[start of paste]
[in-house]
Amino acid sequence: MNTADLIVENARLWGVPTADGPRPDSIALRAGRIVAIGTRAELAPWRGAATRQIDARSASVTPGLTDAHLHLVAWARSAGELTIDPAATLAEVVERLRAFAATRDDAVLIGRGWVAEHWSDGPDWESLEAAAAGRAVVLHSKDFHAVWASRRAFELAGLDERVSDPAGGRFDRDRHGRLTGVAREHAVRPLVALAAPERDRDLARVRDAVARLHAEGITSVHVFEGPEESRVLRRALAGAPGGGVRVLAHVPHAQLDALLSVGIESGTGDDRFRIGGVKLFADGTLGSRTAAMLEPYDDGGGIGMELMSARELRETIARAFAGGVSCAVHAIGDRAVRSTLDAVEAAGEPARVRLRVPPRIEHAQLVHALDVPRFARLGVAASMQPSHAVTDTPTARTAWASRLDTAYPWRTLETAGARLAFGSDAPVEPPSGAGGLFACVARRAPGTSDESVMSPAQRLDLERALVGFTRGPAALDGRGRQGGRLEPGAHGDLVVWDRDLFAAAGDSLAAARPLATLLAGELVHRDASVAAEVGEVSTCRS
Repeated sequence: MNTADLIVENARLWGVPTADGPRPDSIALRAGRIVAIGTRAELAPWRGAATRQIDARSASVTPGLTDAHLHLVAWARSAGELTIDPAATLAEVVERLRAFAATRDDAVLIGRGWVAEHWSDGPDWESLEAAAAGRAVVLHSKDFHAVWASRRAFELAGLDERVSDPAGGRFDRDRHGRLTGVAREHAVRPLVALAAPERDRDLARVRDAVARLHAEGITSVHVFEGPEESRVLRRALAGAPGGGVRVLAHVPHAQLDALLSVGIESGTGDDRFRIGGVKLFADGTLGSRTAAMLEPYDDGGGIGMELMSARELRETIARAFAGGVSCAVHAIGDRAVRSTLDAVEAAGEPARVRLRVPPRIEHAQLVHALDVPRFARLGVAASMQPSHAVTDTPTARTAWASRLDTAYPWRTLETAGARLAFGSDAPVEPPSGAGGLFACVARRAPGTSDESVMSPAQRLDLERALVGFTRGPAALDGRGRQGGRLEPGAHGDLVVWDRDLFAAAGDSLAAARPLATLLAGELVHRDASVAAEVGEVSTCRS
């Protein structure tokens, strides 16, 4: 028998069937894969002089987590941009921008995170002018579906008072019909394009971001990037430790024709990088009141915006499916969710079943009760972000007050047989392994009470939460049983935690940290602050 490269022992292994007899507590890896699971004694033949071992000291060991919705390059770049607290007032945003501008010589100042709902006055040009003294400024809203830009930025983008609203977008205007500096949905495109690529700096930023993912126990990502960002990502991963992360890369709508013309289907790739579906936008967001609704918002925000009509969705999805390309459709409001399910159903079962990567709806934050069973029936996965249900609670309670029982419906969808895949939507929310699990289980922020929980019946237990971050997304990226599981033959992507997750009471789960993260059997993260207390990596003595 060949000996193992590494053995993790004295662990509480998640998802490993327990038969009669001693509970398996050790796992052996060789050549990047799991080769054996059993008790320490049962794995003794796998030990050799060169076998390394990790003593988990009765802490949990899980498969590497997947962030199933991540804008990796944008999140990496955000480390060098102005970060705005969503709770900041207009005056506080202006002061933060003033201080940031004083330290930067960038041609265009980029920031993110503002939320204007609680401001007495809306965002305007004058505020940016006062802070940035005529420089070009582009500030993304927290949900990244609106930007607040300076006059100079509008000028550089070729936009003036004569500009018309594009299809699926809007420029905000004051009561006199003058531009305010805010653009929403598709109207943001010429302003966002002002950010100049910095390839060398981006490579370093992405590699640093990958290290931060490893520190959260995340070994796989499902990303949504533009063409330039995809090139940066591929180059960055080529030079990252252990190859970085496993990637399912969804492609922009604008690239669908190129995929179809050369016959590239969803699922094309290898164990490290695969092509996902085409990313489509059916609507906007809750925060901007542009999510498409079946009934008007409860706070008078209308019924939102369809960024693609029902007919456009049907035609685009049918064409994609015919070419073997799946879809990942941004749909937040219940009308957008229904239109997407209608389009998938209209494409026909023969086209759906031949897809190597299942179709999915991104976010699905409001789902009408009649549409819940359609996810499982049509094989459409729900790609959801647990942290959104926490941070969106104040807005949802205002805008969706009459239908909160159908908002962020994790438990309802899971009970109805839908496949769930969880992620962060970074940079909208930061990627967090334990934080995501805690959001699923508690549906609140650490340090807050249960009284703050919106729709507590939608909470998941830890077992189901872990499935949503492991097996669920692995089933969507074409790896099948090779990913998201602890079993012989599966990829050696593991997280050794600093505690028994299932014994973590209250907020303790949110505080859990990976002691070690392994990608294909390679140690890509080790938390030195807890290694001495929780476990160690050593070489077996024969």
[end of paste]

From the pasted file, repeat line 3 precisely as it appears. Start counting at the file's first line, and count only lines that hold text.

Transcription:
Repeated sequence: MNTADLIVENARLWGVPTADGPRPDSIALRAGRIVAIGTRAELAPWRGAATRQIDARSASVTPGLTDAHLHLVAWARSAGELTIDPAATLAEVVERLRAFAATRDDAVLIGRGWVAEHWSDGPDWESLEAAAAGRAVVLHSKDFHAVWASRRAFELAGLDERVSDPAGGRFDRDRHGRLTGVAREHAVRPLVALAAPERDRDLARVRDAVARLHAEGITSVHVFEGPEESRVLRRALAGAPGGGVRVLAHVPHAQLDALLSVGIESGTGDDRFRIGGVKLFADGTLGSRTAAMLEPYDDGGGIGMELMSARELRETIARAFAGGVSCAVHAIGDRAVRSTLDAVEAAGEPARVRLRVPPRIEHAQLVHALDVPRFARLGVAASMQPSHAVTDTPTARTAWASRLDTAYPWRTLETAGARLAFGSDAPVEPPSGAGGLFACVARRAPGTSDESVMSPAQRLDLERALVGFTRGPAALDGRGRQGGRLEPGAHGDLVVWDRDLFAAAGDSLAAARPLATLLAGELVHRDASVAAEVGEVSTCRS